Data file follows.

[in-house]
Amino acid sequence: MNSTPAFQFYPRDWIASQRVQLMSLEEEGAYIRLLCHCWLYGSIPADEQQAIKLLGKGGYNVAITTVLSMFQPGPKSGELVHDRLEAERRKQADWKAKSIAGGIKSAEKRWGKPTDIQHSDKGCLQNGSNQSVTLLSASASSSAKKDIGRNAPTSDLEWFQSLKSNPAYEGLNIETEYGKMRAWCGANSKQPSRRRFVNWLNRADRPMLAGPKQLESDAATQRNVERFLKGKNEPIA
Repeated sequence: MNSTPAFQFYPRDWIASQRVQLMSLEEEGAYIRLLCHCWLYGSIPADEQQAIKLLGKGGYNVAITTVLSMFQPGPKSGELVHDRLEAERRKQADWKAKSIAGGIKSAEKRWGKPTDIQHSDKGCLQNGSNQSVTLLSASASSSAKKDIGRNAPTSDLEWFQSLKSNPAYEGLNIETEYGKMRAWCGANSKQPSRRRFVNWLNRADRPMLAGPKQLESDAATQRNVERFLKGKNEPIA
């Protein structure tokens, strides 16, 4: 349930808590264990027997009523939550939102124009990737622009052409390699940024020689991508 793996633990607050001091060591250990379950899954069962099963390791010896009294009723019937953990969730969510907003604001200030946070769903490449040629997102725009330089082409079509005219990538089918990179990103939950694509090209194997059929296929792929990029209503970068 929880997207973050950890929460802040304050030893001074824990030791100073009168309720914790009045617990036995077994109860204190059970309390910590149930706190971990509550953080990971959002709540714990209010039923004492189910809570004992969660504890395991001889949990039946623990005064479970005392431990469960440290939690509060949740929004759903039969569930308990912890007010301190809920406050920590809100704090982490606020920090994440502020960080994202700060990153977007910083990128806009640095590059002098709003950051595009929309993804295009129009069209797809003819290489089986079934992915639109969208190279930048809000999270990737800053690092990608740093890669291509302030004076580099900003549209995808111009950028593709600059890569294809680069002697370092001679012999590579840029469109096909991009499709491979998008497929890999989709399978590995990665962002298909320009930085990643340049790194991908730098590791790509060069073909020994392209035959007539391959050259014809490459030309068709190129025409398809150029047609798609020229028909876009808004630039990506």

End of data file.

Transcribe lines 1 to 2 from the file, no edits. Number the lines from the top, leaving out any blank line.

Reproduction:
[in-house]
Amino acid sequence: MNSTPAFQFYPRDWIASQRVQLMSLEEEGAYIRLLCHCWLYGSIPADEQQAIKLLGKGGYNVAITTVLSMFQPGPKSGELVHDRLEAERRKQADWKAKSIAGGIKSAEKRWGKPTDIQHSDKGCLQNGSNQSVTLLSASASSSAKKDIGRNAPTSDLEWFQSLKSNPAYEGLNIETEYGKMRAWCGANSKQPSRRRFVNWLNRADRPMLAGPKQLESDAATQRNVERFLKGKNEPIA